Thank you for the June 10 “Here comes the sun” articles about early rising/sleeping. However, spare a thought for those of us here in northern Japan. I’m sitting here in Sapporo at 3:40 a.m., and the birds are already singing and I can see the end of my street clearly. I don’t start work for another six hours. Sunrise here in mid-June is at 3:55 a.m.
My big hope for the Group of Eight summit in Toya, Hokkaido, next year is that members of the national government will come to understand the need for daylight saving time after spending a night in Hokkaido and enjoying all the wasted daylight seeping through their bedroom curtains.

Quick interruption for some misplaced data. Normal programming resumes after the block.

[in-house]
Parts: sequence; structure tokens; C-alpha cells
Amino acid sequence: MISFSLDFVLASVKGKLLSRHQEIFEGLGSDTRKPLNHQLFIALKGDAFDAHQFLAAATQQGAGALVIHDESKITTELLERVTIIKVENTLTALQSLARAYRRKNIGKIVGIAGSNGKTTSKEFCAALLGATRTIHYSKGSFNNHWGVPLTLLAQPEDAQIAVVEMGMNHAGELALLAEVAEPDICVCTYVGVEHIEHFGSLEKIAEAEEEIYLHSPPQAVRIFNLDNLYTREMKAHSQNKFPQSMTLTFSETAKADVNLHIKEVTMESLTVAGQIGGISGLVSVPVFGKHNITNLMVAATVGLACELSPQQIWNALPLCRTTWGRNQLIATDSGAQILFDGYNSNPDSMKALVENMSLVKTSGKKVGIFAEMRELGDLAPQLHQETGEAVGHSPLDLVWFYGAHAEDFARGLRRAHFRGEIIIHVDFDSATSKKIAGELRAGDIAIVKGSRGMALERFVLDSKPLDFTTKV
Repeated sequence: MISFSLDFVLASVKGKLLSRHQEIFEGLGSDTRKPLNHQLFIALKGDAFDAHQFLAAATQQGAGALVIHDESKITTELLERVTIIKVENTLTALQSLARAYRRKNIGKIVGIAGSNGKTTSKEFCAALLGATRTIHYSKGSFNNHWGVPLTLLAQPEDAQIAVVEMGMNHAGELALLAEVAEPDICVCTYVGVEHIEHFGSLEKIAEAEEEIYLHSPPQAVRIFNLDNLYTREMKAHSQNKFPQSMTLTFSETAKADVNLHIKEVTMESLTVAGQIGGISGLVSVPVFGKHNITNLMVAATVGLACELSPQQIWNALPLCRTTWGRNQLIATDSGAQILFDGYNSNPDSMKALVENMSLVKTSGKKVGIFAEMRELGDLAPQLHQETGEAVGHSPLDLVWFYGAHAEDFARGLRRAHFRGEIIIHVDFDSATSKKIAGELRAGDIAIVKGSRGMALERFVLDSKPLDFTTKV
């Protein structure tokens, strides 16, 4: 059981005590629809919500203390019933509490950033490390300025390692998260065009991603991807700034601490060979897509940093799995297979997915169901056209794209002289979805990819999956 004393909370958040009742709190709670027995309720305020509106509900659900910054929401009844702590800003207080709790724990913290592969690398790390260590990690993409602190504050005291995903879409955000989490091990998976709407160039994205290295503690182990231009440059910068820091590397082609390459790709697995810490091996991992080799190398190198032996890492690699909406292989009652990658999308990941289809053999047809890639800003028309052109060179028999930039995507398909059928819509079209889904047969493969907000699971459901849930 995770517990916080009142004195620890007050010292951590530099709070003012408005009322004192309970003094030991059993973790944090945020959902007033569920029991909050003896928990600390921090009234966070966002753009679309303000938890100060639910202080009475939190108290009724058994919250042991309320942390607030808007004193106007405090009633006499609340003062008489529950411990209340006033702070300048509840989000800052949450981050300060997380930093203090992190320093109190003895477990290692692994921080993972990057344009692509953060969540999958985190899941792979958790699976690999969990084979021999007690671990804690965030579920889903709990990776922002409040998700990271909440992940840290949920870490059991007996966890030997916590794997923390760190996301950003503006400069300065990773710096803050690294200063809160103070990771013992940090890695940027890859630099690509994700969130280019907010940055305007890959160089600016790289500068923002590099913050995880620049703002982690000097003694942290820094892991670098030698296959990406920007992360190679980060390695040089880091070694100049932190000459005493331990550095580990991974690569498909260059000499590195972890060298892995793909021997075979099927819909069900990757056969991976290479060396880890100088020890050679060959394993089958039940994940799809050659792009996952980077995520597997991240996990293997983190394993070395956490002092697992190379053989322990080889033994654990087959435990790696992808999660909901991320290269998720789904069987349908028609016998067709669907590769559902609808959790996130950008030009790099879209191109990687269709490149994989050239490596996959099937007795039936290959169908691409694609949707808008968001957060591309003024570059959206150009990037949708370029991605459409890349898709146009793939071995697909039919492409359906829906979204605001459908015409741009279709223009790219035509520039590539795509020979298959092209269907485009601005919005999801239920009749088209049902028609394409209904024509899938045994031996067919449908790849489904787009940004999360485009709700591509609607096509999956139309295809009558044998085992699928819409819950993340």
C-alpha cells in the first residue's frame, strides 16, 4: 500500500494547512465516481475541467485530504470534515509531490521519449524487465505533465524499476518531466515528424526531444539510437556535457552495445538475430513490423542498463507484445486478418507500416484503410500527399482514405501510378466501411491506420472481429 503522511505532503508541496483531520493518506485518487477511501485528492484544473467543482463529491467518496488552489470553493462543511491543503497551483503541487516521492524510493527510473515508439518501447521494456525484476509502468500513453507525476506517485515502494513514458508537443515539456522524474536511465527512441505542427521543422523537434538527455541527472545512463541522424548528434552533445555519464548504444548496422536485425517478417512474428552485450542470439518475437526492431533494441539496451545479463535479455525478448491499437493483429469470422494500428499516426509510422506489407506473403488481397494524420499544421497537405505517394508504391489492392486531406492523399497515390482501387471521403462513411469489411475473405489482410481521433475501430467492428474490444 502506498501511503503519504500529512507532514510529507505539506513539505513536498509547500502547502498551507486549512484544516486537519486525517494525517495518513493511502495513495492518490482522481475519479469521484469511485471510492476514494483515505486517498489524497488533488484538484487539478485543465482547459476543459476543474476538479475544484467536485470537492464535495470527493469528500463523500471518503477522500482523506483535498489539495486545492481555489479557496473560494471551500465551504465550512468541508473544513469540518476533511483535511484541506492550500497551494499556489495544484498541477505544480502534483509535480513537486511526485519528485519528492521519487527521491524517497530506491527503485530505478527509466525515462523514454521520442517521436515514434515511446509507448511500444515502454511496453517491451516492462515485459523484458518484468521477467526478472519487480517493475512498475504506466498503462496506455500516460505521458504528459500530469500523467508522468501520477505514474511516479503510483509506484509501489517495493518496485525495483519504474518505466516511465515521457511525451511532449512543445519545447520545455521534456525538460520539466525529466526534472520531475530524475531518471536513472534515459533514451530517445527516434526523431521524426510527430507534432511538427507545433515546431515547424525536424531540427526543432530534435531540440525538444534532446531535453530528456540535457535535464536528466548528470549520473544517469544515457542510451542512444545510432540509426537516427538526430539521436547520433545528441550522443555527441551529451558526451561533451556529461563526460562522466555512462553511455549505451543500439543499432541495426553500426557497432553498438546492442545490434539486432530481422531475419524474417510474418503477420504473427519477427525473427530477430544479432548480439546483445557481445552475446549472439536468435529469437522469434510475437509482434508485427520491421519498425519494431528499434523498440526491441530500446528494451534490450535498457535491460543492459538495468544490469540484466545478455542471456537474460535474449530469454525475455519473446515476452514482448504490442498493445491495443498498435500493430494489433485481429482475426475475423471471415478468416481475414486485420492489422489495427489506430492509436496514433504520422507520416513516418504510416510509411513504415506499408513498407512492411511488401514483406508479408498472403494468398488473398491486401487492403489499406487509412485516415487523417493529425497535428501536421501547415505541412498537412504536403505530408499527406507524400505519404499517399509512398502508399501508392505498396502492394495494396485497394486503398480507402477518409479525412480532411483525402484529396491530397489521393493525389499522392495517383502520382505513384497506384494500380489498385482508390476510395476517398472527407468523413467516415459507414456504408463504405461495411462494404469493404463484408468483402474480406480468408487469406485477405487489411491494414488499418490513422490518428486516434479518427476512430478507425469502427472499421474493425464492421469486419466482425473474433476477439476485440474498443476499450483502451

About 70 countries have adopted DST. Japan keeps company with only China and India as major industrialized countries that haven’t. The Hokkaido governor introduced a local summer time system a few years ago, but that’s little more than flex-time for some participating companies.
Shinzo Abe — if he survives as prime minister next year — should take a look outside his hotel bedroom window. It’s time to get serious about DST.
In a time of both misinformation and too much information, quality journalism is more crucial than ever.
By subscribing, you can help us get the story right.